Another fairly common feature in trials is that either one or both interventions are administered or given by individuals (e.g. surgeons or therapists). In the case of a surgical trial, the proficiency of surgeons might be variable, such that outcomes from two patients operated on by the same surgeon are more similar to each other than the outcomes from two patients who had different surgeons.
When can clustering be ignored in the analysis?
At least within the world of clinical trials, clustering due to the fact that the trial is conducted through centres, or due to the fact that the interventions are administered by different professionals, are quite common. Kahan and Morris note however that often the analyses of such trials ignore these sources of clustering. The question then arises as to whether such analyses are valid.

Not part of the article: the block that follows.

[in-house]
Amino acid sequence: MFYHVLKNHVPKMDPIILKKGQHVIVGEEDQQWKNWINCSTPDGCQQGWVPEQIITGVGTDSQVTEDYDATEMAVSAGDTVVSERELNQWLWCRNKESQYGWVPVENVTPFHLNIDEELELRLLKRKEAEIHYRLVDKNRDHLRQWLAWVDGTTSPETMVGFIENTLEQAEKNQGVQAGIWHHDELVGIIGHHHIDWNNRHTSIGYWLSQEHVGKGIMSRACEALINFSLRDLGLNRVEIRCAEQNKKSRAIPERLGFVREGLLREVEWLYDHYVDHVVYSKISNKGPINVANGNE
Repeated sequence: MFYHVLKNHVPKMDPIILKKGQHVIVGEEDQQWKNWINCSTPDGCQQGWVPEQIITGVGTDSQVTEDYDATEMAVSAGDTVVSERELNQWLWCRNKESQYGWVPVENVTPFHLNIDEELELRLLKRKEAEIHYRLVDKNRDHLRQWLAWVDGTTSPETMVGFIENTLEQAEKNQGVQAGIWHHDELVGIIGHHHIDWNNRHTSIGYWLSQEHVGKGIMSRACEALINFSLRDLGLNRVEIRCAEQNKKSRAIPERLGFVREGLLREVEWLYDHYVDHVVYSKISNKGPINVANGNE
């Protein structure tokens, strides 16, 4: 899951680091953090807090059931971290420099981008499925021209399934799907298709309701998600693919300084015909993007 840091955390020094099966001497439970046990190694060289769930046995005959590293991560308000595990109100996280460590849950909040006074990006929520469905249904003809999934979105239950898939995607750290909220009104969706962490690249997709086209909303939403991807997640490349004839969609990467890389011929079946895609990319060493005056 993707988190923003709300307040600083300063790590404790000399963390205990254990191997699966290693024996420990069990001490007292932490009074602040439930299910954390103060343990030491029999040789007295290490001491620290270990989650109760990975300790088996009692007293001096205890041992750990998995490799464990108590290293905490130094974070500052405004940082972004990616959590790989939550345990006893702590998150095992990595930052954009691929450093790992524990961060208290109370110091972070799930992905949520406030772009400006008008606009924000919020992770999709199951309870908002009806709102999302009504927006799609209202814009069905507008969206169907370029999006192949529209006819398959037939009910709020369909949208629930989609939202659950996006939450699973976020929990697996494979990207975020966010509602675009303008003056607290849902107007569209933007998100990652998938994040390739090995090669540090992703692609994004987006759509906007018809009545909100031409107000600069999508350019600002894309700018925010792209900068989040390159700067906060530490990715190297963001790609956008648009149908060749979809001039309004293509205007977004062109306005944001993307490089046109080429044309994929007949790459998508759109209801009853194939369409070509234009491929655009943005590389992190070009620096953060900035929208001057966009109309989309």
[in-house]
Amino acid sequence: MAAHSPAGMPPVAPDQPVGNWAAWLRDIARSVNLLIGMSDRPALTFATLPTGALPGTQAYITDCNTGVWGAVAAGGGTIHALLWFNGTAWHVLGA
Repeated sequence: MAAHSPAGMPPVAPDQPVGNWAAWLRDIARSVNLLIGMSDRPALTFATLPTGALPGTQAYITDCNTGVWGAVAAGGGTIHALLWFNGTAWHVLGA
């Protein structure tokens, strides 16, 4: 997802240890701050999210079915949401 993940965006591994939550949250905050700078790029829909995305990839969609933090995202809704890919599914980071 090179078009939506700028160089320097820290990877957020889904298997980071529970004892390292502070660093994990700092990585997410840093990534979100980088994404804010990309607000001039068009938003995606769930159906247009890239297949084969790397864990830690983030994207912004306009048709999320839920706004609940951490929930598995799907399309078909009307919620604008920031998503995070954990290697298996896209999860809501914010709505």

In their paper, Parzen, Lipsitz and Dear consider the case of trials conducted in a number of centres. They consider two types of randomization. The first, simple randomization (they term it complete randomization), is where each patient is simply randomized to each treatment with probability. The second is permuted block randomization, where within blocks (of a chosen size), exactly half of the patients are given one treatment and the other half the other treatment. The purpose of permuted block randomization is to try to ensure that the proportion of patients randomized to each treatment is close to 0.5 in each centre – if each centre only recruits a small number of patients and simple randomization is used, there is a non-negligible chance that all of a centre’s patients may be randomized to the same treatment.